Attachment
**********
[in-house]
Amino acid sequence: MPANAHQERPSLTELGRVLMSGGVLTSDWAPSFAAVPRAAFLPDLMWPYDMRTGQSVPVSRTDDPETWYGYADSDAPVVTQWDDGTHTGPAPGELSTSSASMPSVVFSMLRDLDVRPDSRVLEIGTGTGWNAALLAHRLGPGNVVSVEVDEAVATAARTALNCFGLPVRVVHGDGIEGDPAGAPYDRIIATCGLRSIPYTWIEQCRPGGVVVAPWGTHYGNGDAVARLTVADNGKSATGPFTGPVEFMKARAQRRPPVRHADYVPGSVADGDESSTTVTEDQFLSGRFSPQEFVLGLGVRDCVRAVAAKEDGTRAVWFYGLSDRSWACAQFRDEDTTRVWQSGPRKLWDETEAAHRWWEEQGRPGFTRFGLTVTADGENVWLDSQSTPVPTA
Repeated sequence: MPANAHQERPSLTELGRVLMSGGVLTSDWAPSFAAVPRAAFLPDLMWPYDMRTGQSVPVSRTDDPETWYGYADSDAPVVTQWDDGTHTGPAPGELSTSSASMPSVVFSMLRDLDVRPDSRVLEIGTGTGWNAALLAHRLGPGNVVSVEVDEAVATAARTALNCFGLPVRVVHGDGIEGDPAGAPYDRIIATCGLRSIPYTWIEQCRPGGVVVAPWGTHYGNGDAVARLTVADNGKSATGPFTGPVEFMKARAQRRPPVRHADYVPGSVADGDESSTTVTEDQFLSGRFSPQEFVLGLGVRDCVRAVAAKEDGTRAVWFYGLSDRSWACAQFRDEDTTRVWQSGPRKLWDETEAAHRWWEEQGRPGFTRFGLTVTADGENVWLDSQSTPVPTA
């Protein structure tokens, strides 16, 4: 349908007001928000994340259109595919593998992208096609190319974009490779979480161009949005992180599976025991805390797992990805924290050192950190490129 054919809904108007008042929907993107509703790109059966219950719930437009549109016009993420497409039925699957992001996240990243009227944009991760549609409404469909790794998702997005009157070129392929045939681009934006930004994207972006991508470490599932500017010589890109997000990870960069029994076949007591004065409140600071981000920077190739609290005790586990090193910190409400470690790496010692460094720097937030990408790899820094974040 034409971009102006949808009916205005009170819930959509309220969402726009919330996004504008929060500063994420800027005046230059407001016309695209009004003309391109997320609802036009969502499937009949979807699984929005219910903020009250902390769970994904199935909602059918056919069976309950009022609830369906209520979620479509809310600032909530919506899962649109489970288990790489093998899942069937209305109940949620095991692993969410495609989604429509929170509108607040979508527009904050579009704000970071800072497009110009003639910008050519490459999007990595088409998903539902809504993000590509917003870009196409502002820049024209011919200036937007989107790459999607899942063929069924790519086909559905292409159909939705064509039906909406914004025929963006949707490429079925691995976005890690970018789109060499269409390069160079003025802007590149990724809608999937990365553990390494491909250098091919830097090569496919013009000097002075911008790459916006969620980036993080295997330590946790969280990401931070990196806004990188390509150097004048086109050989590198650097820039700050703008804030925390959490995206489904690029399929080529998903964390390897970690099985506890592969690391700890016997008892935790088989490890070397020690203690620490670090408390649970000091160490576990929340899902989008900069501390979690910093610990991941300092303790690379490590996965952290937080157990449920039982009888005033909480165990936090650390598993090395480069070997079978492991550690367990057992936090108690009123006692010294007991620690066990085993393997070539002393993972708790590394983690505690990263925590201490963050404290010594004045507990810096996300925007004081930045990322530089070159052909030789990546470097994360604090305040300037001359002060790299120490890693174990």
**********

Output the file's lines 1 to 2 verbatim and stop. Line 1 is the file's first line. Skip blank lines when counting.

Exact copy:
[in-house]
Amino acid sequence: MPANAHQERPSLTELGRVLMSGGVLTSDWAPSFAAVPRAAFLPDLMWPYDMRTGQSVPVSRTDDPETWYGYADSDAPVVTQWDDGTHTGPAPGELSTSSASMPSVVFSMLRDLDVRPDSRVLEIGTGTGWNAALLAHRLGPGNVVSVEVDEAVATAARTALNCFGLPVRVVHGDGIEGDPAGAPYDRIIATCGLRSIPYTWIEQCRPGGVVVAPWGTHYGNGDAVARLTVADNGKSATGPFTGPVEFMKARAQRRPPVRHADYVPGSVADGDESSTTVTEDQFLSGRFSPQEFVLGLGVRDCVRAVAAKEDGTRAVWFYGLSDRSWACAQFRDEDTTRVWQSGPRKLWDETEAAHRWWEEQGRPGFTRFGLTVTADGENVWLDSQSTPVPTA